emirps :: [Integer]
    emirps = filter (\a -> isEmirp a) . filter (\a -> not . isPalindrome $ a) . takeWhile (< 1000000) $ primes
             where
               isPalindrome :: Integer -> Bool
               isPalindrome x = (reverse . show $ x) == (show x)
    
               isEmirp :: Integer -> Bool
               isEmirp x = isPrime . read . reverse . show $ x
    
    main :: IO ()
    main = print . show $ emirps
    
  5. fengshaun said

    I’m loving this website, thanks a lot!
    Haskell:

    import Data.Numbers.Primes
    
    emirps :: [Integer]
    emirps = filter (\a -> isEmirp a) . filter (\a -> not . isPalindrome $ a) . takeWhile (< 1000000) $ primes
             where
               isPalindrome :: Integer -> Bool
               isPalindrome x = (reverse . show $ x) == (show x)
    
               isEmirp :: Integer -> Bool
               isEmirp x = isPrime . read . reverse . show $ x
    
    main :: IO ()
    main = print . show $ emirps
    
  6. Joe Eisenberg said

    Love the site.

    from math import sqrt
    
    def prime(number):
    	if number == 2:
    		return True
    	f = round(sqrt(number))
    	for n in range(3,int(f)+1,2):
    		if number % n == 0:
    			return False
    	return True
    	
    for n in range(1000001,11,-2):
    	if prime(n):
    		if prime(int(str(n)[::-1])):
    			print str(n) + ":" + str(n)[::-1]
    
  7. Joe Eisenberg said

    Sorry, line 14 should read

    if prime(int(str(n)[::-1])) and str(n) != str(n)[::-1]:

  8. Graham said

    @Joe: your prime() function isn’t quite correct. For instance, prime(10) returns True.

  9. Graham said

    Wrote it in python (though for speed, a different language may be better). In the interest of speed, I wrote a function called reverse(n) that writes n backwards using only numerical operations (avoiding strings). Interestingly, trying to memoize my is_prime() function made everything slower (perhaps due to memory usage?). Running ./emirps.py 1000000 took just under 15 seconds on my aging laptop. For more speed I used pypy (Python with a just in time compiler); it finished in just under 3 seconds.

    #!/usr/bin/env python2.6
    
    import math
    
    def reverse(n):
        """
        Given integer n, returns n written backwards.
        Note: uses only numerical operations (not string ones) for speed.
        """
        d, r = 0, 0
        while n > 0:
            l = int(math.log10(n))
            r += (10 ** d) * (n // (10 ** (l)))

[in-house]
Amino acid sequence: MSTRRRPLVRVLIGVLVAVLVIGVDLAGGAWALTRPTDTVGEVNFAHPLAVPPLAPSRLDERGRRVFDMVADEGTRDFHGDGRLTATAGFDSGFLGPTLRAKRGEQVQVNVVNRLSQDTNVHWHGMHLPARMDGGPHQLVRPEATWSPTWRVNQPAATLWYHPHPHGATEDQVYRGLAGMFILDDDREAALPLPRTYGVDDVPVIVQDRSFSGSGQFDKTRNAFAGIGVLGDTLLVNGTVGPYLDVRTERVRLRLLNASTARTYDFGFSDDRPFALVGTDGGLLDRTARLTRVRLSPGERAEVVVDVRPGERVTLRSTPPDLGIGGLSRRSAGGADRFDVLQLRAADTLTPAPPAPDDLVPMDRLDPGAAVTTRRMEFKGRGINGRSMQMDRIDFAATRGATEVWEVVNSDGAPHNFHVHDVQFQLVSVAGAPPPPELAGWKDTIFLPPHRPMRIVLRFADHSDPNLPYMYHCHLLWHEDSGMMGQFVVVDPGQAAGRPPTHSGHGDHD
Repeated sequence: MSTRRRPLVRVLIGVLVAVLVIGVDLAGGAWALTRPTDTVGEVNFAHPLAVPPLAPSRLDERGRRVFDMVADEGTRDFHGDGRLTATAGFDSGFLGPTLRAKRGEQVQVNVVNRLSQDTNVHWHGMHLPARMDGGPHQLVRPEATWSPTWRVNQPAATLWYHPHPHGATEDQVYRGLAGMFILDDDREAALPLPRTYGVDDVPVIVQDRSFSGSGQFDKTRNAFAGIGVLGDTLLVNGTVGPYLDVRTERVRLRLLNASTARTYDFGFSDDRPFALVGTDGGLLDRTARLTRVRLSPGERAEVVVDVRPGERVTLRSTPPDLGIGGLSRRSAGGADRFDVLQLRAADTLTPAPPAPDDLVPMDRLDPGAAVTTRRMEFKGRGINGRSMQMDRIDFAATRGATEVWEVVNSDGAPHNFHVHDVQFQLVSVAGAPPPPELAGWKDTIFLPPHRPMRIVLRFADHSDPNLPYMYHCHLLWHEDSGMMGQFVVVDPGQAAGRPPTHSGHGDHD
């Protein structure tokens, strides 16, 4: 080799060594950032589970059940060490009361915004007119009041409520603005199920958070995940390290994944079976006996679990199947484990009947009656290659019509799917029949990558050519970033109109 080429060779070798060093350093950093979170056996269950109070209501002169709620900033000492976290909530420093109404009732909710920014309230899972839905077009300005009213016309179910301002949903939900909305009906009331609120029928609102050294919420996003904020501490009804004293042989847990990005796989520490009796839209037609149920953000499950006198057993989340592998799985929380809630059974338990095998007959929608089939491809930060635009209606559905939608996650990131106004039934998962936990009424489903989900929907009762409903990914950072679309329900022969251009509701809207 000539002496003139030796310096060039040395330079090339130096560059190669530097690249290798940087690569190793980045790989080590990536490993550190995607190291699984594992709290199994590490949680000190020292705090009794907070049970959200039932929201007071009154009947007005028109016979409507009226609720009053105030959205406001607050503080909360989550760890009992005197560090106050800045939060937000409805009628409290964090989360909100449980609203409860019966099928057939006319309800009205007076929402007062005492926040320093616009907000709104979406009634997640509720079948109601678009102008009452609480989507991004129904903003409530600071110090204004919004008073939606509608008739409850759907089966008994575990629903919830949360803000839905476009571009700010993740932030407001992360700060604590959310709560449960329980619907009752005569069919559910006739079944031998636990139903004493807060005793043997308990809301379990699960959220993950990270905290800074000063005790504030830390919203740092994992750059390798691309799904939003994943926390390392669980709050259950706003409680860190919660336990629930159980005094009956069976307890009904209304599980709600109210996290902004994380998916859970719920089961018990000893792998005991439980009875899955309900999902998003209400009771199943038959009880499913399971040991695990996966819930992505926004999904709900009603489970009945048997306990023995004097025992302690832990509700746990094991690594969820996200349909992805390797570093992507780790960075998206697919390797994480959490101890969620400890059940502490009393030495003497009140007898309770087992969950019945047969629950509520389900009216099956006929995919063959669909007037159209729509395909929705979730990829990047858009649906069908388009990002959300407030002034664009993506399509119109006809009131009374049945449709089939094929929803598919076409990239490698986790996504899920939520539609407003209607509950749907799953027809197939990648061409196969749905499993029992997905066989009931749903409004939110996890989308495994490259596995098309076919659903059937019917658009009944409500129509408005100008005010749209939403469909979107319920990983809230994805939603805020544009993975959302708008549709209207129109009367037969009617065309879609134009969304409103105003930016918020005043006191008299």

d += 1
            n %= (10**l)
        return r
    
    def is_prime(n):
        """
        Simple check for primality, testing n mod k for odd k up to 1 + sqrt(n).
        """
        if n == 2:
            return True
        elif n % 2 == 0:
            return False
        else:
            for k in xrange(3, 1 + int(math.sqrt(n)), 2):
                if n % k == 0:
                    return False
            return True
    
    def main(n):
        """
        Prints out all emirps less than n.
        """
        for p in xrange(2, n):
            r = reverse(p)
            if (is_prime(p)) and (r != p) and (is_prime(r)):
                print p
    
    if __name__ == '__main__':
        import sys
        main(int(sys.argv[1]))
    
  10. Graham said

    Changing line 36 in main(n) from

    for p in xrange(2, n):
    

    to

    for p in xrange(13, n, 2):
    

    yields a decent speed up; normal execution finishes in just under 11 seconds, while pypy finishes it in under 2.

  11. turuthok said

    Probably if you avoid using math.log10(n), you’ll end up with a faster execution.

  12. My C Implementation
    http://codepad.org/xVdzeVs6
    This one was easy one. ;)

  13. My C Implementation
    http://codepad.org/xVdzeVs6
    This one was easy one. ;)

  14. David said

    We can build on the sieve of Erastosthenes exercise to create a list of primes < 1,000,000. Since the output array of the sieve is sorted, we can use binary search on the table for O(log n) search of the sieve, when checking for whether each reversal is prime. The Factor code for sieve is already posted on this blog and won't be reproduced here.

    USING: kernel sequences vectors math math.parser locals
    binary-search sieve ;
    IN: emirp

    : emirp? ( n vec — ? )
    swap
    number>string dup reverse 2dup =
    [ 3drop f ]
    [ nip string>number swap sorted-member? ] if ;

    :: emirp-filter ( primes — semirp )
    V{ } clone
    primes
    [ dup primes emirp?
    [ suffix ]
    [ drop ] if
    ] each ;

    : Semirp ( n — vec )
    primes emirp-filter ;

    Factor session:

    ( scratchpad ) 100000 Semirp

    — Data stack:
    V{ 13 17 31 37 71 73 79 97 107 113 149 157 167 179 199…
    ( scratchpad ) length .
    1646

  15. David said

    Sorry, somehow the code block didn’t work on last post, probably got a tag wrong somewhere…

    We can build on the sieve of Erastosthenes exercise to create a list of primes < 1,000,000. Since the output array of the sieve is sorted, we can use binary search on the table for O(log n) search of the sieve, when checking for whether each reversal is prime. The Factor code for sieve is already posted on this blog and won't be reproduced here.

    USING: kernel sequences vectors math math.parser locals
    binary-search sieve ;
    IN: emirp

    : emirp? ( n vec — ? )
    swap
    number>string dup reverse 2dup =
    [ 3drop f ]
    [ nip string>number swap sorted-member? ] if ;

    :: emirp-filter ( primes — semirp )
    V{ } clone
    primes
    [ dup primes emirp?
    [ suffix ]
    [ drop ] if
    ] each ;

    : Semirp ( n — vec )
    primes emirp-filter ;

    Factor session:

    ( scratchpad ) 100000 Semirp

    — Data stack:
    V{ 13 17 31 37 71 73 79 97 107 113 149 157 167 179 199…
    ( scratchpad ) length .
    1646